Highlights for March

In this time, we stand on the Plain of Waiting

LeSueur

By Richard LeSueur

Beneath the towering umber faces of Mount Sinai lies a broad, empty valley called the Plain of Waiting. Bounded by peaks that rise sharply out of the south Sinai, the Plain of Waiting is where tradition says the people of Israel waited and waited in a howling desolation. Dislocated from familiar things, reduced to a marginal existence, they grew more and more anxious. To their leader Moses they repeatedly cried, “Did you bring us out into this wilderness that we might die?”  

To be alive in this time of global pandemic is to occupy a “plain of waiting.” We wait for a vaccine. We wait for the number of active cases to reduce. We wait for the end of a “second wave.” We wait for the easing of restrictions. We wait.

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New Lent and Easter resources are available

Episcopal Church Public Affairs Office

New and updated Lent and Easter resources for congregations, dioceses, and communities of faith are available from the Episcopal Church, including Updated Life Transformed: The Way of Love in Lent curriculum; Sermons That Work for Holy Week and Easter; a new podcast series, Prophetic Voices: Preaching and Teaching Beloved Community.

Life Transformed: The Way of Love in Lent: The journey through Lent into Easter is a journey with Jesus. We are baptized into his life, self-giving, and death, then we rise in hope to life transformed. …

Prophetic Voices: Preaching and Teaching Beloved Community: This new podcast series is hosted by the Rev. Isaiah “Shaneequa” Brokenleg, Episcopal Church staff officer for Racial Reconciliation. Across our church and our society, we are having profound dialogues about race, truth, justice, and healing.

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“The Black Church” includes an Episcopal presence

Presiding Bishop Michael Curry appears in “The Black Church: This is Our Story, This is our Song,” interviewed by Prof. Henry Louis Gates, Jr. Photo/Henry Louis Gates, Jr. via Facebook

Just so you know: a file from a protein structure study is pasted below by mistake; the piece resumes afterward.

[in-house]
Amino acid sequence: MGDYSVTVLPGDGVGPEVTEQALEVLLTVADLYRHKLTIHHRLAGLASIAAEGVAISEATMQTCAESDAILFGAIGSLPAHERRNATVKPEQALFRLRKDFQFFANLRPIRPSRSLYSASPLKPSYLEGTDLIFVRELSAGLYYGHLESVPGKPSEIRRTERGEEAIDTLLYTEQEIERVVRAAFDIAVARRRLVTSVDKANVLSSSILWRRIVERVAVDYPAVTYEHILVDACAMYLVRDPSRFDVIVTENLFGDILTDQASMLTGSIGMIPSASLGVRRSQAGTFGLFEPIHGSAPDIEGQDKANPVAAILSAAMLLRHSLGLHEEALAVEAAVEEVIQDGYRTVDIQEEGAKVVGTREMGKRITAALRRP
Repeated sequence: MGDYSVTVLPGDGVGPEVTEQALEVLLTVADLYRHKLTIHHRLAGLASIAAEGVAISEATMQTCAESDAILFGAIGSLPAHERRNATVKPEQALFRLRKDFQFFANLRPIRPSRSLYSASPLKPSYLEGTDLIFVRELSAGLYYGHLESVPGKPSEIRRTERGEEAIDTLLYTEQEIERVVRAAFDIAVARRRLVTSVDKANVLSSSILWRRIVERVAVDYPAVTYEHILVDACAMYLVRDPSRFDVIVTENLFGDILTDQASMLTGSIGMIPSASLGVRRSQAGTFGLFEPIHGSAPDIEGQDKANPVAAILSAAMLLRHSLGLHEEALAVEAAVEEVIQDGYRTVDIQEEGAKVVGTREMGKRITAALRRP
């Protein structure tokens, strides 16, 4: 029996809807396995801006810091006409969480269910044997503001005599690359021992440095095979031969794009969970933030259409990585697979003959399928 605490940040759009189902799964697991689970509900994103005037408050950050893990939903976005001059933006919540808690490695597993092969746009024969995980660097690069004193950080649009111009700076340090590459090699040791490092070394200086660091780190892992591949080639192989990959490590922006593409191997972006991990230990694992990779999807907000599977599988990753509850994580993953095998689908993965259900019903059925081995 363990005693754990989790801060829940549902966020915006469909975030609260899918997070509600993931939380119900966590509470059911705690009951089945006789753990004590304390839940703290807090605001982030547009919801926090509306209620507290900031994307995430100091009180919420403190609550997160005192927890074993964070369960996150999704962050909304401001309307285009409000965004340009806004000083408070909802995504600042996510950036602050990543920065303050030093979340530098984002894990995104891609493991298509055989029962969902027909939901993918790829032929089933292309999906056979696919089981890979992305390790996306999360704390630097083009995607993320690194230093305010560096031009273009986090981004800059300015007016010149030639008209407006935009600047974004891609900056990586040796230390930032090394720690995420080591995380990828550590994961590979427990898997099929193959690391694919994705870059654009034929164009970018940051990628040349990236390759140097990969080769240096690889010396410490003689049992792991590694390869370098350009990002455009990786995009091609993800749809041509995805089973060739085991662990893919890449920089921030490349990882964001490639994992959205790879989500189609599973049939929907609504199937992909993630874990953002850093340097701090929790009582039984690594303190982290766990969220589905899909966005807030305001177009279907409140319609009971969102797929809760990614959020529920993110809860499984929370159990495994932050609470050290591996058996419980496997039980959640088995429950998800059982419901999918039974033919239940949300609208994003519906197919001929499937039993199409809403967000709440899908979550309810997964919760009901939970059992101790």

By Episcopal Journal

Episcopal Presiding Bishop Michael Curry is among the faith figures in “The Black Church: This is Our Story, This is Our Song,” a new four-hour, two-part documentary series by noted historian and Harvard professor Henry Louis Gates, Jr.

The series premieres Feb. 16 and 17 on PBS stations nationwide and is available via PBS on various streaming services.

Gates traces the 400-year-old story of the Black church in America as the source of “African American survival and grace, organizing and resilience, thriving and testifying, autonomy and freedom, solidarity and speaking truth to power.

“The documentary reveals how Black people have worshipped and, through their spiritual journeys, improvised ways to bring their faith traditions from Africa to the New World, while translating them into a form of Christianity that was not only truly their own, but a redemptive force for a nation whose original sin was found in their ancestors’ enslavement across the Middle Passage,” according to the PBS description.

Besides Curry, Gates interviews Oprah Winfrey; musician John Legend; actress Jennifer Hudson, civil rights leaders the Rev. Al Sharpton and the Rev. William Barber II and gospel legends Yolanda Adams, Pastor Shirley Caesar and BeBe Winans.

Gates and Curry discuss the powerful influence of music in the Black church and the emotional pull of traditional spirituals.

“When somebody starts singing in a certain way,” Curry said, “folk, inside, start reacting and responding. And eventually, there may be shouts and there may be silence, but something is moving inside. And that’s where the Black church is found: in those heartbeats.”

“And that heartbeat comes from Africa,” Gates said.

“Straight from Africa,” Curry agreed. “No doubt about it. And it has been integrated with the Christian story and experience.”